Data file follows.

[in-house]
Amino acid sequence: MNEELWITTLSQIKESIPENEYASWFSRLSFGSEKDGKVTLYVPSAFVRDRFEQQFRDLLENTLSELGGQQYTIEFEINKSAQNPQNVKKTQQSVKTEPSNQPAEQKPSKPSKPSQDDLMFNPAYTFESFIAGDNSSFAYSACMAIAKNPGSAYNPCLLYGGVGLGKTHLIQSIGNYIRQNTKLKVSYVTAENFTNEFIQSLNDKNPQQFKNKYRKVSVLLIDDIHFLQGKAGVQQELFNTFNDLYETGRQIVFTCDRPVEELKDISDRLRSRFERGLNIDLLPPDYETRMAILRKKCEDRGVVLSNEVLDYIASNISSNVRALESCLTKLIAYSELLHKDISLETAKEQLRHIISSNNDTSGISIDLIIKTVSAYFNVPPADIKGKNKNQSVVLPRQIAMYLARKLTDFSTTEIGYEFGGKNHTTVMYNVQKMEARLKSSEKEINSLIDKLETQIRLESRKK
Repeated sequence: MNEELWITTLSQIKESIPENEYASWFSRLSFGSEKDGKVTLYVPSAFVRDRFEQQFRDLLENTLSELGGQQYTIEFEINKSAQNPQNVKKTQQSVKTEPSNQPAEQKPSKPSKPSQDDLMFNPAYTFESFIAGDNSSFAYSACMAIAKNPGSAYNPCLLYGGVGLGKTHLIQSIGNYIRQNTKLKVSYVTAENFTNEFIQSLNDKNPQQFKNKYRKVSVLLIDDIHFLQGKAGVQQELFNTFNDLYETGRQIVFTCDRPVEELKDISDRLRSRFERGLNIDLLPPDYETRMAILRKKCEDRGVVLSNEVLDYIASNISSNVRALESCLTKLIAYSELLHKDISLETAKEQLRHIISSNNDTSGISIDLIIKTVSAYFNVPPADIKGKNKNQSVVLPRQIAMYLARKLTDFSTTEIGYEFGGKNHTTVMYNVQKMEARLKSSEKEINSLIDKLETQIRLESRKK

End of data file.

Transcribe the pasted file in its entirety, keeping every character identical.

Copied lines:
[in-house]
Amino acid sequence: MNEELWITTLSQIKESIPENEYASWFSRLSFGSEKDGKVTLYVPSAFVRDRFEQQFRDLLENTLSELGGQQYTIEFEINKSAQNPQNVKKTQQSVKTEPSNQPAEQKPSKPSKPSQDDLMFNPAYTFESFIAGDNSSFAYSACMAIAKNPGSAYNPCLLYGGVGLGKTHLIQSIGNYIRQNTKLKVSYVTAENFTNEFIQSLNDKNPQQFKNKYRKVSVLLIDDIHFLQGKAGVQQELFNTFNDLYETGRQIVFTCDRPVEELKDISDRLRSRFERGLNIDLLPPDYETRMAILRKKCEDRGVVLSNEVLDYIASNISSNVRALESCLTKLIAYSELLHKDISLETAKEQLRHIISSNNDTSGISIDLIIKTVSAYFNVPPADIKGKNKNQSVVLPRQIAMYLARKLTDFSTTEIGYEFGGKNHTTVMYNVQKMEARLKSSEKEINSLIDKLETQIRLESRKK
Repeated sequence: MNEELWITTLSQIKESIPENEYASWFSRLSFGSEKDGKVTLYVPSAFVRDRFEQQFRDLLENTLSELGGQQYTIEFEINKSAQNPQNVKKTQQSVKTEPSNQPAEQKPSKPSKPSQDDLMFNPAYTFESFIAGDNSSFAYSACMAIAKNPGSAYNPCLLYGGVGLGKTHLIQSIGNYIRQNTKLKVSYVTAENFTNEFIQSLNDKNPQQFKNKYRKVSVLLIDDIHFLQGKAGVQQELFNTFNDLYETGRQIVFTCDRPVEELKDISDRLRSRFERGLNIDLLPPDYETRMAILRKKCEDRGVVLSNEVLDYIASNISSNVRALESCLTKLIAYSELLHKDISLETAKEQLRHIISSNNDTSGISIDLIIKTVSAYFNVPPADIKGKNKNQSVVLPRQIAMYLARKLTDFSTTEIGYEFGGKNHTTVMYNVQKMEARLKSSEKEINSLIDKLETQIRLESRKK